Government introduces bill to tackle knife crime and acid attacks

The Home Secretary introduced new legislation on Wednesday (June 20) to ban the delivery of knives and corrosives bought online to residential addresses.

According to the British Independent Retailers Association (bira), the new Offensive Weapons Bill will make it harder for young people to buy knives and acid online, with sellers requiring rigorous age verification to prove those purchasing knives or corrosives are aged over 18. Failure to do so will leave them liable for prosecution.

Home Secretary Sajid Javid said: “It is totally wrong that young people are able to get their hands on dangerous weapons such as knives and harmful acids. That is why we are making the laws around this even tighter. Earlier this week I saw the great work our frontline police officers do to keep our communities safe – and I am determined to do everything I can to help them keep weapons off our streets.”

The bill will:

  • create a new criminal offence of selling (both online and offline) a corrosive product to a person under the age of 18. The substances and concentration levels of what constitutes a corrosive product are set out in the bill;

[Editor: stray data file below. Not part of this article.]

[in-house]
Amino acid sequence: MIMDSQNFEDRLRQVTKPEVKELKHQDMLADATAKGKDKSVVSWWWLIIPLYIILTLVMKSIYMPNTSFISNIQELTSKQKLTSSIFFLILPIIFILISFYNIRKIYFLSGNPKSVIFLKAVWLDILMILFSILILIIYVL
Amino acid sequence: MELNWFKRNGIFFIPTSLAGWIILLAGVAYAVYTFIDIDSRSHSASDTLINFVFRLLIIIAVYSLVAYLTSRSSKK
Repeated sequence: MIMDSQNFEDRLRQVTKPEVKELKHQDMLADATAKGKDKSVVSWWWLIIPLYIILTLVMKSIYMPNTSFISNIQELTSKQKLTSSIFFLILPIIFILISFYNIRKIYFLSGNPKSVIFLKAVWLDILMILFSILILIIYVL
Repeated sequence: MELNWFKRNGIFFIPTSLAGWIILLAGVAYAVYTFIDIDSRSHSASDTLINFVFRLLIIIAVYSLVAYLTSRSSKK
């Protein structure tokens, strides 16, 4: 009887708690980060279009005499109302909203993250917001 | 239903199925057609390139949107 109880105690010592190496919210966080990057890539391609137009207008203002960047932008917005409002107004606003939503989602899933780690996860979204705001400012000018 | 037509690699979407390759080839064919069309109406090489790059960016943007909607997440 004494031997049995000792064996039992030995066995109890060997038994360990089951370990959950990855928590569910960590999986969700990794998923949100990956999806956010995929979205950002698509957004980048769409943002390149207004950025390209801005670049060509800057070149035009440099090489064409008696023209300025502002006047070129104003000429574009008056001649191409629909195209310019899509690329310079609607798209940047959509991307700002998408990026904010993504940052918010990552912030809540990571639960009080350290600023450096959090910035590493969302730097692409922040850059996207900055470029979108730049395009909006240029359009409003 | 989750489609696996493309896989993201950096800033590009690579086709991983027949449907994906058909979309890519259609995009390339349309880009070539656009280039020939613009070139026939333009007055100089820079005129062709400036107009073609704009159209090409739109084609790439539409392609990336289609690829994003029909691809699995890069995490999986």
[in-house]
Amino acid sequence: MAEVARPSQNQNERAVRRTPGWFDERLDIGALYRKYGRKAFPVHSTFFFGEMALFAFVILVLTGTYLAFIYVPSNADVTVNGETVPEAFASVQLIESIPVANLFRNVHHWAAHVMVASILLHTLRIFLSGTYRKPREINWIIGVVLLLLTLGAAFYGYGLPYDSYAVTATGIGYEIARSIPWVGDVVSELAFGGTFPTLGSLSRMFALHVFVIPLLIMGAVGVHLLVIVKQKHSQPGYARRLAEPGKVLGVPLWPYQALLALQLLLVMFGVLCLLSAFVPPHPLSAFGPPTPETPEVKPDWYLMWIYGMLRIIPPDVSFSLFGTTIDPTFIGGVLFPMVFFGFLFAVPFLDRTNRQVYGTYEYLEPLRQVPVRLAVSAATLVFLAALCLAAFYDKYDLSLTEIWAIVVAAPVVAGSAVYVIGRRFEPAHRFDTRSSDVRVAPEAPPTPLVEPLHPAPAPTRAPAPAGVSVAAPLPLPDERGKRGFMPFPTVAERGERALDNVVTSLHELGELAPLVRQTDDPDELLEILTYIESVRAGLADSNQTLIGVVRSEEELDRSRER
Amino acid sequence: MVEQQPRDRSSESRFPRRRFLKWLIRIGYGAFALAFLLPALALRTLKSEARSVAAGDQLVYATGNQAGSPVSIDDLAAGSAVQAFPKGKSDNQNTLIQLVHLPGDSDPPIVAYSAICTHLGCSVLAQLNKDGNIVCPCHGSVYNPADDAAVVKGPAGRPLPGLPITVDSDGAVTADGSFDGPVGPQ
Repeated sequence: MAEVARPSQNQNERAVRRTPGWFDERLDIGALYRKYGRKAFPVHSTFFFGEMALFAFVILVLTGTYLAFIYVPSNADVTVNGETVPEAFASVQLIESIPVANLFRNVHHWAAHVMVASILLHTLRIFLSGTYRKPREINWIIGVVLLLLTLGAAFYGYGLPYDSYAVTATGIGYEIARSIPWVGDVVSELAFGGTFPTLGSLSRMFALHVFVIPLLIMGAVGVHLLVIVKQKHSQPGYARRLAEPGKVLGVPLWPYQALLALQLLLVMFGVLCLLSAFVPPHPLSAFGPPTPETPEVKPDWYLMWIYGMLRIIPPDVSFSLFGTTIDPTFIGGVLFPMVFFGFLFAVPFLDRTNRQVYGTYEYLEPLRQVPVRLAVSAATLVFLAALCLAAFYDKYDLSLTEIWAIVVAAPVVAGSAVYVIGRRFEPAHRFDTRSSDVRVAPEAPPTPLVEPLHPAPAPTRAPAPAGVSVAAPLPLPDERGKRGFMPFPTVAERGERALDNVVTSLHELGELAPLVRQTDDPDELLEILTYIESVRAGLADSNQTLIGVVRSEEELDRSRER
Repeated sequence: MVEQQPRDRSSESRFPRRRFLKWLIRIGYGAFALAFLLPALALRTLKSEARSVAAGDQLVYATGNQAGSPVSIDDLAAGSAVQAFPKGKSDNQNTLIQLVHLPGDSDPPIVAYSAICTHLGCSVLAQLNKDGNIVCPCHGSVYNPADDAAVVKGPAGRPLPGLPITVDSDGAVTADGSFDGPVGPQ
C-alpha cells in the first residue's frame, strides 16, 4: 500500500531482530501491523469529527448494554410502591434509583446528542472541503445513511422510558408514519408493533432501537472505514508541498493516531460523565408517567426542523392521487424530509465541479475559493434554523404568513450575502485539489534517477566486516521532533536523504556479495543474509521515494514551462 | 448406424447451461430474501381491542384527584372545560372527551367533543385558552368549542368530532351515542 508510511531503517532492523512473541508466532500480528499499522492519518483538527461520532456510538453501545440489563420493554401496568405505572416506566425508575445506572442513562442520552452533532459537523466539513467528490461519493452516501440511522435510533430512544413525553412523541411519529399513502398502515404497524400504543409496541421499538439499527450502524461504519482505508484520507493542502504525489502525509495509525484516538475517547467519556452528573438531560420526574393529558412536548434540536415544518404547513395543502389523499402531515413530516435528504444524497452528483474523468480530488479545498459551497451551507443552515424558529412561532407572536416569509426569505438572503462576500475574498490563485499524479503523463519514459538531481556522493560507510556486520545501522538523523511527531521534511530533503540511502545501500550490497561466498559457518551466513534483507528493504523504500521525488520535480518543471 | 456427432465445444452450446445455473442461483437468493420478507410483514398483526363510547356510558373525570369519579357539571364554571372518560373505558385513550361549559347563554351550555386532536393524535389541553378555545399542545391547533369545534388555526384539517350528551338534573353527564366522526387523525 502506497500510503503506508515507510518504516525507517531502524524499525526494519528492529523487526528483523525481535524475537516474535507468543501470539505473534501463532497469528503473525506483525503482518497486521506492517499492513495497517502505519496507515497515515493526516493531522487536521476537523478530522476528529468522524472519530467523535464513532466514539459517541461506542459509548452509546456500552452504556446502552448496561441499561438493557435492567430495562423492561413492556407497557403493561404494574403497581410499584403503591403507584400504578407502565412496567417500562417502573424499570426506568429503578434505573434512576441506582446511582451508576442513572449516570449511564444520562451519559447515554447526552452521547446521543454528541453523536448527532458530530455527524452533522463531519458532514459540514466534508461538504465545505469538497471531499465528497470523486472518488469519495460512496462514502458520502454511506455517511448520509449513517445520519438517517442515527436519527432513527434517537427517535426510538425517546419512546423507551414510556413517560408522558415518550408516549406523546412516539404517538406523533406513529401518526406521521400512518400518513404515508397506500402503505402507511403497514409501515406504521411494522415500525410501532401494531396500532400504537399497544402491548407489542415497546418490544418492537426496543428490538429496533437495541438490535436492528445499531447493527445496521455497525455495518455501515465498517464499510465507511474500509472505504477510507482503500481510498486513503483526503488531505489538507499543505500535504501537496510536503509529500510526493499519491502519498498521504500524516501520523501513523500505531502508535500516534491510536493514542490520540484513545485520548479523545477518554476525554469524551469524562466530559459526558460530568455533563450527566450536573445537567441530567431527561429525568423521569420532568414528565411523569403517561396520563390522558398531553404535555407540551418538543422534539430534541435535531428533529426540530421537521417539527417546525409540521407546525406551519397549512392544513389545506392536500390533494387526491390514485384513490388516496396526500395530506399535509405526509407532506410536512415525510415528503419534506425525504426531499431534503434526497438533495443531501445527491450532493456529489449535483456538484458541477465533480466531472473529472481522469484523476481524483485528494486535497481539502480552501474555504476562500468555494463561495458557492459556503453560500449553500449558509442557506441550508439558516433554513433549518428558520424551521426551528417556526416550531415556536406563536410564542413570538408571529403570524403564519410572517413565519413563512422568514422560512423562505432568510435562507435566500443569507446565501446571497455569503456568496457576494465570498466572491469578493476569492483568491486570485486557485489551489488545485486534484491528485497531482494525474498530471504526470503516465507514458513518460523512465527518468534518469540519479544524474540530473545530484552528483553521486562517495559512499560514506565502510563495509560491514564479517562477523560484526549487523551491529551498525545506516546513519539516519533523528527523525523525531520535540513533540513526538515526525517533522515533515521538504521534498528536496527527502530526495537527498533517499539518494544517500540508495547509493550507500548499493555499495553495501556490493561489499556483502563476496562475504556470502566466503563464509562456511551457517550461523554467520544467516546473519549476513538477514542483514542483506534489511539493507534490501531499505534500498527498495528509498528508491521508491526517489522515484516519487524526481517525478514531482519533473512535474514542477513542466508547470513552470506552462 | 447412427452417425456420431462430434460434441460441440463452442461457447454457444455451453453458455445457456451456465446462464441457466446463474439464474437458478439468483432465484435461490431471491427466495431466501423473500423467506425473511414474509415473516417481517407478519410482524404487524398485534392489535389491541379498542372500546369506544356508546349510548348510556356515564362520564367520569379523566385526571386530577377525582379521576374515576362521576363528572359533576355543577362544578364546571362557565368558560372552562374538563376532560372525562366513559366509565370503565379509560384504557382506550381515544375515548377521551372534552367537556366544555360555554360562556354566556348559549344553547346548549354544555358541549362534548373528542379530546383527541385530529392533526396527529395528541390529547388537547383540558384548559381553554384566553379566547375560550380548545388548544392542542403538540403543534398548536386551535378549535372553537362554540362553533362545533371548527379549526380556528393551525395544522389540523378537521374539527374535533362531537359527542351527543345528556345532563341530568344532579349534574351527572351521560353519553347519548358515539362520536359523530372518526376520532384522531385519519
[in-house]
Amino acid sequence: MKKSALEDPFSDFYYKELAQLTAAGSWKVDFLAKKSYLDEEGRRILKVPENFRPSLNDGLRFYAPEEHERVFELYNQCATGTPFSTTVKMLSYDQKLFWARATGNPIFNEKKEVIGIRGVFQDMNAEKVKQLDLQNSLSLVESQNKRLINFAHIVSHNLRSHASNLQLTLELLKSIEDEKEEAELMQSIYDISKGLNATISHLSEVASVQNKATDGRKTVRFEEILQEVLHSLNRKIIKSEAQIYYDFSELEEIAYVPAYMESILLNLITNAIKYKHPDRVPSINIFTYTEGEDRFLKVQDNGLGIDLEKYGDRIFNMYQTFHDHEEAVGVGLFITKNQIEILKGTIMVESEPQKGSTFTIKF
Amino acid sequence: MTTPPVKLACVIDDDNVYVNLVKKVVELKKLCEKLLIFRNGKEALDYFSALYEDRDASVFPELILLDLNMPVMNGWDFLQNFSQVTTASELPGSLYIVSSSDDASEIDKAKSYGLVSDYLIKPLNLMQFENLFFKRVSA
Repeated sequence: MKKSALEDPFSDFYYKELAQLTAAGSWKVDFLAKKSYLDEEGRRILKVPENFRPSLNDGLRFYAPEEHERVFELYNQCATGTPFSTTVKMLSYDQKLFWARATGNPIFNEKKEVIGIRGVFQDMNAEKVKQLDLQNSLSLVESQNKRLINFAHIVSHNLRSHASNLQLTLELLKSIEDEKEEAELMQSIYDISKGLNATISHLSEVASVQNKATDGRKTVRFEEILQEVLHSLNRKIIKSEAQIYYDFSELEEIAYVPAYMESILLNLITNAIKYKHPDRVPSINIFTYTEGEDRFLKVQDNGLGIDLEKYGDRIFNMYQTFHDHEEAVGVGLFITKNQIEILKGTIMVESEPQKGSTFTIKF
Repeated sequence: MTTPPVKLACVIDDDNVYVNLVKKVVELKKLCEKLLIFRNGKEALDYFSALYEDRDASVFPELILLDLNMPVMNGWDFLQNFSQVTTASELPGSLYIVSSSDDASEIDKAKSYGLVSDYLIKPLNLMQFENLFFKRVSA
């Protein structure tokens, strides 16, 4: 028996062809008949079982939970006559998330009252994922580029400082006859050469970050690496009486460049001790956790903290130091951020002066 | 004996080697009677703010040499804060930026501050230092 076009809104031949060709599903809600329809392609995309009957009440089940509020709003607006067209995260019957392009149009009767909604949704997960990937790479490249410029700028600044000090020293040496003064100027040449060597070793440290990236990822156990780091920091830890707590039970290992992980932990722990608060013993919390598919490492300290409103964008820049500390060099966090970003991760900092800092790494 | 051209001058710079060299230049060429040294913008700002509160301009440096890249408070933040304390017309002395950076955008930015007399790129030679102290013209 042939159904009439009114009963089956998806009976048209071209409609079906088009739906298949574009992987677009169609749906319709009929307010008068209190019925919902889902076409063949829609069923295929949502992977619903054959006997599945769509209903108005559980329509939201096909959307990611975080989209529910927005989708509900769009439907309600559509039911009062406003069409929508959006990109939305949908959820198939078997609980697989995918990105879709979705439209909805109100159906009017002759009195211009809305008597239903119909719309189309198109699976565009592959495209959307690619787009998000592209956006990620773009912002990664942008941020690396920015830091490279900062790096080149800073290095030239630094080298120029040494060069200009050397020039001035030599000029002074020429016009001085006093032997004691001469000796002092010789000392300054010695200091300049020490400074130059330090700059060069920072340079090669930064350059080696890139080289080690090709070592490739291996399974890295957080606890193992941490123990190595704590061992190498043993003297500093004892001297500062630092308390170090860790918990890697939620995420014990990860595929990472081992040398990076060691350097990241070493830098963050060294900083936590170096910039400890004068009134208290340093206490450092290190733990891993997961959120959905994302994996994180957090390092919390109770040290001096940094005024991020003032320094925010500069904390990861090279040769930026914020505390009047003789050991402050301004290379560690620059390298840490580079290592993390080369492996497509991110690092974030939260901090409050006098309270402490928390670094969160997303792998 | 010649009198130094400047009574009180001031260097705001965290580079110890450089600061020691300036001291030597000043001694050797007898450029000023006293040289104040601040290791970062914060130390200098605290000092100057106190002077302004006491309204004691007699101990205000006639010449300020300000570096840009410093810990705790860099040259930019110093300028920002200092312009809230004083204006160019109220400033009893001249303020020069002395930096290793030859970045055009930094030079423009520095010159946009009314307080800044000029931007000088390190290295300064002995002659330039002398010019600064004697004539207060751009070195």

• create a new criminal offence of possessing a corrosive substance in a public place – there is a defence of possessing the corrosive substance for good reason;
  • create new criminal offences prohibiting the dispatch of bladed products and corrosive products sold online to a residential address. The offence for bladed products is limited to those that can cause serious injury and includes defences for made-to-order items and those for sporting and re-enactment purposes;
  • create new criminal offences on delivery companies of delivering a bladed article or a corrosive product on behalf of a seller based outside the UK to a person under 18;
  • update the definition of a flick knife and prohibit the possession of flick knives and gravity knives (their sale is already prohibited);
  • amend section 141 of the Criminal Justice Act 1988 to make it a criminal offence to possess certain offensive weapons (such as knuckledusters and zombie knives);
  • extend the existing offences of possessing a bladed article or offensive weapon on school premises to cover further education premises;
  • amend the legal test for the offence of threatening with an offensive weapon to aid prosecution;
  • prohibit high energy and rapid firing firearms and a device known as a ‘bump stock’ which increases the rate of fire of rifles and provide for compensation for owners of such weapons.

Documents related to the Offensive Weapons Bill can be found on the Parliament website.

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